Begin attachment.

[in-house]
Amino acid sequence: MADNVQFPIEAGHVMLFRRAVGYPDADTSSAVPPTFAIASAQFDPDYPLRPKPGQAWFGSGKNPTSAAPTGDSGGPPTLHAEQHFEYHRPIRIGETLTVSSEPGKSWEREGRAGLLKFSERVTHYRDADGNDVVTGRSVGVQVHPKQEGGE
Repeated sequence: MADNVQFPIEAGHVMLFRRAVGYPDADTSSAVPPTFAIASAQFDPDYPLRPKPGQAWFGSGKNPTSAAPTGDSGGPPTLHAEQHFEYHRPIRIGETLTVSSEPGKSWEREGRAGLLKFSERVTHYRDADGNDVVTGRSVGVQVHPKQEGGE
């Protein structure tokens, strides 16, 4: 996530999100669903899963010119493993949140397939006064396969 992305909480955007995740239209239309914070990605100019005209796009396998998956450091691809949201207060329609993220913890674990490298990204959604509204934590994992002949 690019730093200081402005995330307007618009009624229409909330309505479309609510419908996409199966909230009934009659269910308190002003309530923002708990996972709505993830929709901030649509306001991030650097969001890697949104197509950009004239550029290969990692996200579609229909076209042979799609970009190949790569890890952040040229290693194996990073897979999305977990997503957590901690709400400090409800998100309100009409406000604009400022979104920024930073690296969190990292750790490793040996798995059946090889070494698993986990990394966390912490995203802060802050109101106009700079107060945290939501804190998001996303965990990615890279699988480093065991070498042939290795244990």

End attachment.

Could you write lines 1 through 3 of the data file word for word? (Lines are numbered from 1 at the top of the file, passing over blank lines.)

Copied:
[in-house]
Amino acid sequence: MADNVQFPIEAGHVMLFRRAVGYPDADTSSAVPPTFAIASAQFDPDYPLRPKPGQAWFGSGKNPTSAAPTGDSGGPPTLHAEQHFEYHRPIRIGETLTVSSEPGKSWEREGRAGLLKFSERVTHYRDADGNDVVTGRSVGVQVHPKQEGGE
Repeated sequence: MADNVQFPIEAGHVMLFRRAVGYPDADTSSAVPPTFAIASAQFDPDYPLRPKPGQAWFGSGKNPTSAAPTGDSGGPPTLHAEQHFEYHRPIRIGETLTVSSEPGKSWEREGRAGLLKFSERVTHYRDADGNDVVTGRSVGVQVHPKQEGGE